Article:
Saturday, December 29, 2012

Homemade Coconut Bodywash

This week has been most likely similar to many other families'. Spending time with family, eating, opening presents and relaxing. We have had so much fun in NH and even got an extra day to spend before driving back to MN because of a snow storm! Hooray! 

Highlights of my week have been sharing my interests in healing, essential oils, creating and discovering the difference that natural, basic substances have on our bodies rather than the harsh effects of the more toxic commercial products. My first venture, making liquid body soap. 

My sister has suffered from eczema her whole life, and it has recently gotten worse. After some education of the effects of dairy products on the skin due to allergic reactions, we decided that she could try the body wash I had made and been using at home for several months. I had inspiration from Andy's Bethy's blog:

The ingredients were similar to others I had seen, but this was the easiest to follow. I found that I needed some minor adjustments to get a more moisturizing effect with natural ingredients. 

I was very excited when I found this soap Walmart (not my favorite place, but it's what I had access to): 

The ingredients were coconut soap (contact Kirk's if you want the list of what is in the soap, but as it has been around since 1839, I tend to put more stock into these methods rather than the modern versions), water, vegetable glycerin, and coconut oil. Perfect! Just what I would be adding to the mix. And at a little over a $3 for a pack of three, I'll take it! It also has the benefits of no animal testing or by-products, and is biodegradable with no synthetic detergents. After finding this, I got to work!

Homemade Coconut Bodywash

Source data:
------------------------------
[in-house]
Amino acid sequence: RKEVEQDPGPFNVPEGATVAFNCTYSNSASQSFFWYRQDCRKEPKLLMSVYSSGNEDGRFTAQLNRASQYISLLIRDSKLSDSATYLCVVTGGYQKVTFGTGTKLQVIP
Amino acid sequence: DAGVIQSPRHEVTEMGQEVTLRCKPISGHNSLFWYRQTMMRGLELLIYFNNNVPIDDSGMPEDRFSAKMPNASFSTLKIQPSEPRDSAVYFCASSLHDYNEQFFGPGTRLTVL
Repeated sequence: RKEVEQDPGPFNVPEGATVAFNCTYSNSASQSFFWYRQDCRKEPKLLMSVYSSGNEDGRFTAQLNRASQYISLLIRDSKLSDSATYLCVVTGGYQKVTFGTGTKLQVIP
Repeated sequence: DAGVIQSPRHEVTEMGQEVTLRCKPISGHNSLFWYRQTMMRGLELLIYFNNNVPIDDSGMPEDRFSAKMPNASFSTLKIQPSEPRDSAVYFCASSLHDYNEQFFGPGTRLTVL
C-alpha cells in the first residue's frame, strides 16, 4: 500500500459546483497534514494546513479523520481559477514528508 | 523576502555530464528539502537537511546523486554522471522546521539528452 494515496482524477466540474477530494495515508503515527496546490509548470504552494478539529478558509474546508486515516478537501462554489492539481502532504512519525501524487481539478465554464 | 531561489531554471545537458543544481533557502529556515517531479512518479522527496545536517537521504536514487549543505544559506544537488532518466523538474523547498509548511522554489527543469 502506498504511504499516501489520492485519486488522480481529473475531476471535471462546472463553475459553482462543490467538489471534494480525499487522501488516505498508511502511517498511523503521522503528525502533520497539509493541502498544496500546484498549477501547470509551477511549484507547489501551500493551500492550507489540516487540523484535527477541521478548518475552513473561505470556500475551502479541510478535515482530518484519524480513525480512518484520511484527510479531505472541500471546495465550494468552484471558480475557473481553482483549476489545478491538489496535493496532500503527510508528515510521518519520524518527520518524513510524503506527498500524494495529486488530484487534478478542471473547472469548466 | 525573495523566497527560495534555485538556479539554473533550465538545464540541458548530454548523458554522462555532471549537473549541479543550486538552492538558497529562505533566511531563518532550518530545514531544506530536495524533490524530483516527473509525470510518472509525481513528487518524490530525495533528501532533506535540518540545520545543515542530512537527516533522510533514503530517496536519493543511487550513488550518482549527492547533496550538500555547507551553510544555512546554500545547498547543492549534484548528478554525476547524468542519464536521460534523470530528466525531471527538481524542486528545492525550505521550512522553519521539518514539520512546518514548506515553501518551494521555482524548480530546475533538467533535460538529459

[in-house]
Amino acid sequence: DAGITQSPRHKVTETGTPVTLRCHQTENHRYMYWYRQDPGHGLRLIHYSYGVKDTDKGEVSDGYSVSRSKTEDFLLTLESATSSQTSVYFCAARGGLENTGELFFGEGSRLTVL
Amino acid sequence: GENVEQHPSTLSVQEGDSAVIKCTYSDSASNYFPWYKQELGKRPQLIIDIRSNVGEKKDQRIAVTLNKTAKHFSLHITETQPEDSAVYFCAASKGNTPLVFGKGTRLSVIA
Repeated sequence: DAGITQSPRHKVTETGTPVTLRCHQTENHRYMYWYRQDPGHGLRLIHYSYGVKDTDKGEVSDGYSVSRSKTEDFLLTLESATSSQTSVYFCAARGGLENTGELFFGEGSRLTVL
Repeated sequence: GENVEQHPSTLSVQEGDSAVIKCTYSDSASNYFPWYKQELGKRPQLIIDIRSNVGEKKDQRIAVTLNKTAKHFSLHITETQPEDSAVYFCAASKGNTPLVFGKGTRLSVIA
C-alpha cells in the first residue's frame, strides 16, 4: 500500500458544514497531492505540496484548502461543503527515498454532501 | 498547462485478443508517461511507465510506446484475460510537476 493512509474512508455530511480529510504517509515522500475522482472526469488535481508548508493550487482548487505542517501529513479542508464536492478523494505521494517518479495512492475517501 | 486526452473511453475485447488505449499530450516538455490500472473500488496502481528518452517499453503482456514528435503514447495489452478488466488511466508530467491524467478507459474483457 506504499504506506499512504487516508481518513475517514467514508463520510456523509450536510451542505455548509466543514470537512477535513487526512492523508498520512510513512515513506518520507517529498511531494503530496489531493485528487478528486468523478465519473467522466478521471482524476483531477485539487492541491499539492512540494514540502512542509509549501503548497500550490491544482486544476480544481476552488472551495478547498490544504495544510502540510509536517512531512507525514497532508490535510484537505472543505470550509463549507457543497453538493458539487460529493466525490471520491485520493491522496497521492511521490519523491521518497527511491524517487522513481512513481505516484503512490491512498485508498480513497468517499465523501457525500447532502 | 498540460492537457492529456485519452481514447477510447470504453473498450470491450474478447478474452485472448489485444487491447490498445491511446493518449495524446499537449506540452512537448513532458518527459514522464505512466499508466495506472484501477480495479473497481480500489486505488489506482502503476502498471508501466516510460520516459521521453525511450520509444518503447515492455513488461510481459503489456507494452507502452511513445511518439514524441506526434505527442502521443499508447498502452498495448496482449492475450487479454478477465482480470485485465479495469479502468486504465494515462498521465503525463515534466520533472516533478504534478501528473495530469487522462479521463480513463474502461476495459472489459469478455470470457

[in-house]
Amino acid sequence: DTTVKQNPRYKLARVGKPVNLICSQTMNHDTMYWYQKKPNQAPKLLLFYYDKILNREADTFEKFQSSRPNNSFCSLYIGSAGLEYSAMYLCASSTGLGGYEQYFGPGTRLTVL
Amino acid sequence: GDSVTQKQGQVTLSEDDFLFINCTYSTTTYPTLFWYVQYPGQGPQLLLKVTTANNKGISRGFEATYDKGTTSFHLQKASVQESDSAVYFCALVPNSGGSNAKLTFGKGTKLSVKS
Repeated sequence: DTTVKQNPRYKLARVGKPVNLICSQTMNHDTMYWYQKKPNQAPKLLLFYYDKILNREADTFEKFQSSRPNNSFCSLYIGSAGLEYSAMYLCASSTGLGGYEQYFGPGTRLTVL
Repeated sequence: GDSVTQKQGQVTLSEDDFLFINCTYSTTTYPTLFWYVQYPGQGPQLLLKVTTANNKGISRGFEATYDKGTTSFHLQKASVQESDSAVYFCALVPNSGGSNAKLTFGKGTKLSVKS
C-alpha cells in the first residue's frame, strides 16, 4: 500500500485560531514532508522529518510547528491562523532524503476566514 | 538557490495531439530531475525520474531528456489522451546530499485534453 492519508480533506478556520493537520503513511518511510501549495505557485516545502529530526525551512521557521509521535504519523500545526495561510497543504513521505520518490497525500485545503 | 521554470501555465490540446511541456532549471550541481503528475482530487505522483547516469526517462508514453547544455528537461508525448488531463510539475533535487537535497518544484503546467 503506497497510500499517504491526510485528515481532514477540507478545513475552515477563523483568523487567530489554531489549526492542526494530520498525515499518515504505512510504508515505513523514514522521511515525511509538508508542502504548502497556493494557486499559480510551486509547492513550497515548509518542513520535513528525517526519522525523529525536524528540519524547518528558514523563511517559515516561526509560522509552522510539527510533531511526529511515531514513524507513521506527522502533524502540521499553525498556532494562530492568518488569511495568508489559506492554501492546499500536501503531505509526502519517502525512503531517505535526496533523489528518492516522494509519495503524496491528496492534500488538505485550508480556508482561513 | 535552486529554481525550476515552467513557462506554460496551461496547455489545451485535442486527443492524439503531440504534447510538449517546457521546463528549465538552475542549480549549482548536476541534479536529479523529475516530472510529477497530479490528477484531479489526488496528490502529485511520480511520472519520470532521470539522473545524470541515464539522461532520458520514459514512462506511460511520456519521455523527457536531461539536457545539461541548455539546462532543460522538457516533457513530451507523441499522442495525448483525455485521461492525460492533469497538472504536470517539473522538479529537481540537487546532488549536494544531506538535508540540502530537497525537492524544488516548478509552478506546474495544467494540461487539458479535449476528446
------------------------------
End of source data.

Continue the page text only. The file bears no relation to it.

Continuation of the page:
• 12 cups water
  • 3 bars Kirk's Original Coco Castile soap
  • 3 Tablespoons Glycerin (in the bandaid aisle)
  • 3 Tablespoons Coconut Oil
Use a cheese grater or food processor to grate the soap (this soap melts quickly, so you could just cut it into small pieces).   In a large stockpot, bring water to a boil and melt the soap.   Add the Glycerin and Coconut oils.   You can add about 15-20 drops of your favorite essential oils if you want a scented variety.   Pour into jars or containers and let thicken overnight. Makes 5 pint sized jars (approx. 80 oz). 

I put mine outside in the snowy New England weather, and it took about a couple hours to completely harden. If you find your bodywash is hardened (this is due to the coconut oil), just put the jar into a bath of warm water. After it is somewhat melted, you can break up the bigger pieces with a spoon and it will result in a creamy, moisturizing wash. 

There won't be as many suds as we are used to with commercial products, but many companies put in chemicals to increase the suds content to give us the illusion that we are getting very squeaky clean. This may not have as many suds, but it will still get you clean! With less squeak because the coconut oil moisturizes your skin without the tightness feeling.